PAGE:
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home : opinions : op ed columnist November 20, 2014

1/16/2014 3:13:00 PM
Our View: Property Rights

The give-and-take about whether the Minocqua Gun Club needs a conditional use permit to construct a shooting range  on its property is turning out to be one of the most interesting, and perhaps illuminating land-use cases in quite some time.

As our story today reports, the club wants to construct a rifle range on a second adjacent parcel it owns into which some shooting-range activities from the other parcel extend. State law restricts limits on the operations of existing shooting ranges, including their expansion, so that fact should settle the matter right there.

The Oneida County Zoning Department and Minocqua town Chairman Mark Hartzheim contest that fact, though – they disagree that shooting-range activities are taking place on the second parcel and call a range there a new use – and the considerations flowing from that opinion expose the very political nature of what is happening.

Essentially, we have a town chairman, a neighboring property owner, and a bureaucrat trying to take away a statutorily defined land-use right of another property owner, and to undermine constitutional principles along the way. 

Mr. Hartzheim, would have everyone believe the gun club needs a conditional use permit for the club to expand at its current location, despite a 2010 law giving existing shooting ranges an unconditional right to expand. 

The town chairman is welcome to his opinion, of course. Still, we find it interesting that, after advising the gun club of that opinion, and hearing that the county could “go either way,” he called the county to try and muscle them into his point of view. 

Mr. Hartzheim says he believes a CUP is in the town’s best interest, not just one group’s, but we wonder what group Mr. Hartzheim’s opinion serves. It would seem the best interests of the town should align with private property rights and the U.S. Constitution.

That brings us to the bureaucrat. Urged on by the town chairman, and probably by the county corporation counsel and others, zoning director Karl Jennrich proceeded to create a statutory definition of ‘location’ out of thin air, despite multiple contradictions of his definition in state statutes, and to ignore the express language of the statute giving existing shooting ranges the right to expand.

There has never been any signal of intention by the gun club to use the second parcel for any other use than shooting range and related activities – the reality is quite the opposite – and Mr. Jennrich creates a technicality (the bureaucrat’s favorite tool) to try and create a way around state law.

Another way to say it: A way to create more regulation of private property. 

It is a blatant and bald-faced attempt to convert a statutorily guaranteed land use into a conditional land use, which is unacceptable and must be challenged. What elected officials giveth, bureaucrats should not be able to take away.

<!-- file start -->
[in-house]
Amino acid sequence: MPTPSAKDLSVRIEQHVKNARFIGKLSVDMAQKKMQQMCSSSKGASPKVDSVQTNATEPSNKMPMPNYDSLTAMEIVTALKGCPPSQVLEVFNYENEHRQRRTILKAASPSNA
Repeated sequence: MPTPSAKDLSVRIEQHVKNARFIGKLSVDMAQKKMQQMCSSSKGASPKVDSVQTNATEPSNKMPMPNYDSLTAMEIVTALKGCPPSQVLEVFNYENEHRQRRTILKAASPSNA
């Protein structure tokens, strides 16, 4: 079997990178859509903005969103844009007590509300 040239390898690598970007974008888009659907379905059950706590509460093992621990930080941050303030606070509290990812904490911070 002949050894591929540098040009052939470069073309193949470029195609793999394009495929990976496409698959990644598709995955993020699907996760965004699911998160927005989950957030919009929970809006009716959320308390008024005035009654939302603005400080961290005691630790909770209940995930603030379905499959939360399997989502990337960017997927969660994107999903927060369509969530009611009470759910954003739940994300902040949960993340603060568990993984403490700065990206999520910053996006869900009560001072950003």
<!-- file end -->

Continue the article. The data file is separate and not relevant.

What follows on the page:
Conditional uses give special interests, whether commercial or political, a tool by which to force others to live life the way they wish them to. Conditional uses are also one step away from being prohibited uses and nonconforming uses, slated for disappearance.

Conditional use permits are intended to provide flexibility within a zoning district, to help property owners out, but over the years they have been misused. Conditional uses in zoning ordinances have proliferated, when they should be kept to a minimum – those special exceptions a particular 

community might need. But when a special exception becomes a laundry list, it isn’t 

so special.

What it becomes is a political instrument, and that is what is occurring here. It is an attempt to favor one private property over another, to give one property owner operational authority over another, and to favor a new enterprise over a long-standing community institution, an institution that gives the community a place to practice and enjoy their Second Amendment rights.

What’s more, the gun club’s plans are intended to accommodate that constitutional right even more so, all the while enhancing public safety. Mr. Hartzheim should welcome that in the public interest, and so should Mr. Jennrich.

The Zip Line is certainly welcome in Minocqua and should enjoy its own property rights. It can do so without infringing on the property rights of its neighbor.

Everybody knows the Minocqua Gun Club comprises a single location and a single operation with only one intention, to provide a sport shooting range to the community. This is both a property rights and a gun rights issue.

The zoning department should drop this silly quest, and the gun club should take this matter to court if necessary. 

Beyond that, voters should take into consideration what interests Mr. Hartzheim serves, and demand where the rest of the town board stands as well. We need to know who else would like to see the demeaning of a entity serving the community since 1958.

Reader Comments

Posted: Monday, May 5, 2014
Article comment by: Art Rau

Property Rights
Mr. Hartzheim says he believes a CUP is in the townís best interest, not just one groupís, but we wonder what group Mr. Hartzheimís opinion serves. It would seem the best interests of the town should align with private property rights and the U.S. Constitution.
Flambeau Heights Property Owners knows
Mr. Hartzheim has violated U.S. and State Constitutions when it comes property rights.
This time was for his own best interest.

Take care Art

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